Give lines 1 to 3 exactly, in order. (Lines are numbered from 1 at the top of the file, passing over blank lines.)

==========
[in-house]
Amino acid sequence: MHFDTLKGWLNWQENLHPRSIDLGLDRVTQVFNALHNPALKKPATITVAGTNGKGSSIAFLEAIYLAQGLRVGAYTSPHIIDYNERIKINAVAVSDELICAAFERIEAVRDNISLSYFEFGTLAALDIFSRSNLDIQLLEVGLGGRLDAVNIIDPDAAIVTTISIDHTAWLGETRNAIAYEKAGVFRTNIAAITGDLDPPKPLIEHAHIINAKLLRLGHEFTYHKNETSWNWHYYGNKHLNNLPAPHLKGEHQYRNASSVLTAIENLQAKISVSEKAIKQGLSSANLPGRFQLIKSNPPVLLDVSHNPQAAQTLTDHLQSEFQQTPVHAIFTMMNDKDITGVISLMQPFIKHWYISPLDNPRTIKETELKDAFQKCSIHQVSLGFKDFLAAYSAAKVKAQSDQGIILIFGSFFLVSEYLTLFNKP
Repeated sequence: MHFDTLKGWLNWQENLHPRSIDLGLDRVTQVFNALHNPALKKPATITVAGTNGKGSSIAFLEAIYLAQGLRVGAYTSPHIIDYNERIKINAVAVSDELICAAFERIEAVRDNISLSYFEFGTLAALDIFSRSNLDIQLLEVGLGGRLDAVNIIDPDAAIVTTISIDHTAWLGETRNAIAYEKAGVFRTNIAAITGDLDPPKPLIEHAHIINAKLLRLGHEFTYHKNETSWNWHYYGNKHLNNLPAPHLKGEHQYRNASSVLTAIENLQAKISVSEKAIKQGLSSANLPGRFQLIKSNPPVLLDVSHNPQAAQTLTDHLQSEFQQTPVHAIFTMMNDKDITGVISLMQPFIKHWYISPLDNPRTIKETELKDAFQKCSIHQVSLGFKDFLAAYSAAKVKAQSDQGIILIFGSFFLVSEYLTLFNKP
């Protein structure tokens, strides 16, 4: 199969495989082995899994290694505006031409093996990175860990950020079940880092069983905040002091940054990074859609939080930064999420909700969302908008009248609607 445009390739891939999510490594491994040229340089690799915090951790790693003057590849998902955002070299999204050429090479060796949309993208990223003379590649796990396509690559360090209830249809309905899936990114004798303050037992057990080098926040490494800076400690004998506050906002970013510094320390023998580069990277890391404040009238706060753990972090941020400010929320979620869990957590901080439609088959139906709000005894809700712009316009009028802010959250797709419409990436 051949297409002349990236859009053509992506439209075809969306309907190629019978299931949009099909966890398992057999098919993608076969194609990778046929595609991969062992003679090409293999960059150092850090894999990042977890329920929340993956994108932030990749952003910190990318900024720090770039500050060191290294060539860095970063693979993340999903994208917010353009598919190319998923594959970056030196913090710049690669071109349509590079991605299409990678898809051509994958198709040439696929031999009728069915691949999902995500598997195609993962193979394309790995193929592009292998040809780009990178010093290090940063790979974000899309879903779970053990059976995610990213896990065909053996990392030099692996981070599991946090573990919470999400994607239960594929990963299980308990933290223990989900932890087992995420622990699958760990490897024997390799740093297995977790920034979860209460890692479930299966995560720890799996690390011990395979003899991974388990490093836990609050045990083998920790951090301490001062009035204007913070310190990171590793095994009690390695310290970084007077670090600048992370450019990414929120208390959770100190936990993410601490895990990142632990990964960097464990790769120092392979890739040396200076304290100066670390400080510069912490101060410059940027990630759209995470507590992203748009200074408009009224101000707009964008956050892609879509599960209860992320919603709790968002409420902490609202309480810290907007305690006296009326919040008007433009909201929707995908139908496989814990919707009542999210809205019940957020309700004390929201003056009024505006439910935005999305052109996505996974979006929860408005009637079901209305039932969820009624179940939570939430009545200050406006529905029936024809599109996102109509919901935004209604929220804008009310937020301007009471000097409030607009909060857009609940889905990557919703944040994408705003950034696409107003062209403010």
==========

[in-house]
Amino acid sequence: MHFDTLKGWLNWQENLHPRSIDLGLDRVTQVFNALHNPALKKPATITVAGTNGKGSSIAFLEAIYLAQGLRVGAYTSPHIIDYNERIKINAVAVSDELICAAFERIEAVRDNISLSYFEFGTLAALDIFSRSNLDIQLLEVGLGGRLDAVNIIDPDAAIVTTISIDHTAWLGETRNAIAYEKAGVFRTNIAAITGDLDPPKPLIEHAHIINAKLLRLGHEFTYHKNETSWNWHYYGNKHLNNLPAPHLKGEHQYRNASSVLTAIENLQAKISVSEKAIKQGLSSANLPGRFQLIKSNPPVLLDVSHNPQAAQTLTDHLQSEFQQTPVHAIFTMMNDKDITGVISLMQPFIKHWYISPLDNPRTIKETELKDAFQKCSIHQVSLGFKDFLAAYSAAKVKAQSDQGIILIFGSFFLVSEYLTLFNKP
Repeated sequence: MHFDTLKGWLNWQENLHPRSIDLGLDRVTQVFNALHNPALKKPATITVAGTNGKGSSIAFLEAIYLAQGLRVGAYTSPHIIDYNERIKINAVAVSDELICAAFERIEAVRDNISLSYFEFGTLAALDIFSRSNLDIQLLEVGLGGRLDAVNIIDPDAAIVTTISIDHTAWLGETRNAIAYEKAGVFRTNIAAITGDLDPPKPLIEHAHIINAKLLRLGHEFTYHKNETSWNWHYYGNKHLNNLPAPHLKGEHQYRNASSVLTAIENLQAKISVSEKAIKQGLSSANLPGRFQLIKSNPPVLLDVSHNPQAAQTLTDHLQSEFQQTPVHAIFTMMNDKDITGVISLMQPFIKHWYISPLDNPRTIKETELKDAFQKCSIHQVSLGFKDFLAAYSAAKVKAQSDQGIILIFGSFFLVSEYLTLFNKP